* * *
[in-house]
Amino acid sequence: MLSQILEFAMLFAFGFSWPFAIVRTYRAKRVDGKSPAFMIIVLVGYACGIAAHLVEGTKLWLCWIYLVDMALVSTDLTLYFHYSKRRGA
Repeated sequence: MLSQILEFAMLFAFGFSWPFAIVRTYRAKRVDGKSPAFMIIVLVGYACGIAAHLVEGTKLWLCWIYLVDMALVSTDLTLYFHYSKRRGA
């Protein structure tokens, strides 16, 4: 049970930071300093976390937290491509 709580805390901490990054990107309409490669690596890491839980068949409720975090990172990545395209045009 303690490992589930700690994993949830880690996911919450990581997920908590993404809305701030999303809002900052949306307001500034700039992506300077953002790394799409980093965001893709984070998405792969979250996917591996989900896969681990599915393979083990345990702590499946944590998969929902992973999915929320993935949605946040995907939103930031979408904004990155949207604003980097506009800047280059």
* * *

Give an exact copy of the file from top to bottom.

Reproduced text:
[in-house]
Amino acid sequence: MLSQILEFAMLFAFGFSWPFAIVRTYRAKRVDGKSPAFMIIVLVGYACGIAAHLVEGTKLWLCWIYLVDMALVSTDLTLYFHYSKRRGA
Repeated sequence: MLSQILEFAMLFAFGFSWPFAIVRTYRAKRVDGKSPAFMIIVLVGYACGIAAHLVEGTKLWLCWIYLVDMALVSTDLTLYFHYSKRRGA
């Protein structure tokens, strides 16, 4: 049970930071300093976390937290491509 709580805390901490990054990107309409490669690596890491839980068949409720975090990172990545395209045009 303690490992589930700690994993949830880690996911919450990581997920908590993404809305701030999303809002900052949306307001500034700039992506300077953002790394799409980093965001893709984070998405792969979250996917591996989900896969681990599915393979083990345990702590499946944590998969929902992973999915929320993935949605946040995907939103930031979408904004990155949207604003980097506009800047280059």